Give some features of Myotonic Dystrophy (DM1):
• Mode of inheritance
• Prevalence
• Systems involved

• Most common dystrophy seen in adults
• Chromosome 19
• 1/8000
• Autosomal dominant inheritance
• Variable severity
• Anticipation
• Muscle biopsy not very helpful

A multi-system disorder
• Proximal as well as distal muscle affected
• Smooth muscle affected (GIT and uterine problems)
• Cognitive deficits
• Excessive somnolence
• Personality changes
• Cataracts
• Endocrine dysfunction (diabetes, infertility)


What is 'Anticipation'?

Disease becomes worse in successive generations


What are the clinical presentations of myotonic dystrophy?

Three phenotypes:

1. Congenital
• Very severe
• Presentation in first 4 weeks of life

2. Classic DM1
• Presents in adolescence of adulthood
• Most common

3. Mild DM1
• Adult onset
• Mild phenotype
• May only be cataracts and mild myotonia
• Can be missed


When does congenital myotonic dystrophy present?

First 4 weeks of life


Give the symptoms of congenital myotonic dystrophy

What is the prognosis for these babies?

• Hypotonia (floppy)
• Facial and proximal muscle weakness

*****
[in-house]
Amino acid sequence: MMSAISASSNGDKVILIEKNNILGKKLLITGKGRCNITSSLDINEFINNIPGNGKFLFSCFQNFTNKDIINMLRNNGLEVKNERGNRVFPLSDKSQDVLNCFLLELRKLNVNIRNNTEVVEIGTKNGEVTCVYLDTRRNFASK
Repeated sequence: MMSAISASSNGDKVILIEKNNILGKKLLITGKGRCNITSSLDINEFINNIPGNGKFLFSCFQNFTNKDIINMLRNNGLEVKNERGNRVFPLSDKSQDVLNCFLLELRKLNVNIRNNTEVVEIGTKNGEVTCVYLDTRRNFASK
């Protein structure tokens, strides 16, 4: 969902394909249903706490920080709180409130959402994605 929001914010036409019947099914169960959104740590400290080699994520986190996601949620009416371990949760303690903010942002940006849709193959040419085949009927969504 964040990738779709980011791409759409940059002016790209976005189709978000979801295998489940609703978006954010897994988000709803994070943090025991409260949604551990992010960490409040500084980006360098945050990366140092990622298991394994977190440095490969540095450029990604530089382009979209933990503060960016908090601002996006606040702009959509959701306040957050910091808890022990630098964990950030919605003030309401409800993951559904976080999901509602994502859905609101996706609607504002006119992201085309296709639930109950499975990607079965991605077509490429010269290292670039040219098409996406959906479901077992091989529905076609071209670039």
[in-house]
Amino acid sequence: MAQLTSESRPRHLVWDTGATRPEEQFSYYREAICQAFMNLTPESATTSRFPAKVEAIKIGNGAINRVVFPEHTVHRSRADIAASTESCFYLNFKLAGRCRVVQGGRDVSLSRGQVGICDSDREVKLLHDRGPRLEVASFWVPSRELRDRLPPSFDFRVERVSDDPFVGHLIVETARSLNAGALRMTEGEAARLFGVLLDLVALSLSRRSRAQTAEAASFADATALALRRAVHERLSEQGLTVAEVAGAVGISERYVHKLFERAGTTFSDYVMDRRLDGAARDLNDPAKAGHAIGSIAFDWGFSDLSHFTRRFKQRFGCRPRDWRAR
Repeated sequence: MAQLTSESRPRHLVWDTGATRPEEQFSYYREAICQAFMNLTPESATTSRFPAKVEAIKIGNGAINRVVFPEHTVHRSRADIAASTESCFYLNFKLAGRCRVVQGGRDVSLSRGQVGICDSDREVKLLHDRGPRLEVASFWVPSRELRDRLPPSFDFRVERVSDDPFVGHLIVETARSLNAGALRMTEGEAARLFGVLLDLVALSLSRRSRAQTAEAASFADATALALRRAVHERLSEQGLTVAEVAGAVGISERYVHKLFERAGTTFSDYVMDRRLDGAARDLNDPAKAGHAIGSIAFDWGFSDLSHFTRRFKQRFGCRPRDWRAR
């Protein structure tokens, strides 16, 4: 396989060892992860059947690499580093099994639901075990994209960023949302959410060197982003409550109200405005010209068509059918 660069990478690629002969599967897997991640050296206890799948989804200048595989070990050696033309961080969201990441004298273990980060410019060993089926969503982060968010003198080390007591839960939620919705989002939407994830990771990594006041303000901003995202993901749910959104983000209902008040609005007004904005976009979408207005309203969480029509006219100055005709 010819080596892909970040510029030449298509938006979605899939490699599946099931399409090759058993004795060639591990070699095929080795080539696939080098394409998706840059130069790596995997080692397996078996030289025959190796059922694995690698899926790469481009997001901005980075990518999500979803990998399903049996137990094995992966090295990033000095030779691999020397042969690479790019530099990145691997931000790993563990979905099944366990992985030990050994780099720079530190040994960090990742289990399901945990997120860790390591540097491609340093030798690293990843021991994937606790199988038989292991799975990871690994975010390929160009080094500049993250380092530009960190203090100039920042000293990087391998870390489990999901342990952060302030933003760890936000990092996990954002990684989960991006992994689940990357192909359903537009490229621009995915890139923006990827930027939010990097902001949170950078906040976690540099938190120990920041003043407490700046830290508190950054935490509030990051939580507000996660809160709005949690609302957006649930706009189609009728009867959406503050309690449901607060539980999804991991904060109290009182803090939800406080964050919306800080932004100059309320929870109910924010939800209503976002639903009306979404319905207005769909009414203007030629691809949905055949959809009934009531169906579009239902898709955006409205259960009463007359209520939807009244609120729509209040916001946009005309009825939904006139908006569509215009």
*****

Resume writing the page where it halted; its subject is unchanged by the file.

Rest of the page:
• Delayed motor development
• Feeding difficulties
• Severe intellectual deficits

Very commonly death within first four weeks due to respiratory failure


Describe the features of classical myotonic dystrophy

• Immobility of facial muscle (no facial expression)
• Frontal balding
• Cataracts
• Wasting of sternocleidomastoid muscle
• Gynecomastia (benign enlargement of breast tissue in males)


What is myotonia?

When is it seen?

"Delayed relaxation of muscles after contraction"

• Uncomfortable, but not extremely debilitating
• Useful for diagnosis

Symptom observed not solely in myotonic dystrophy, but in a number of conditions
• Not seen in babies with DM1
• Present in affected parents


Describe the importance of muscle biopsy in DM1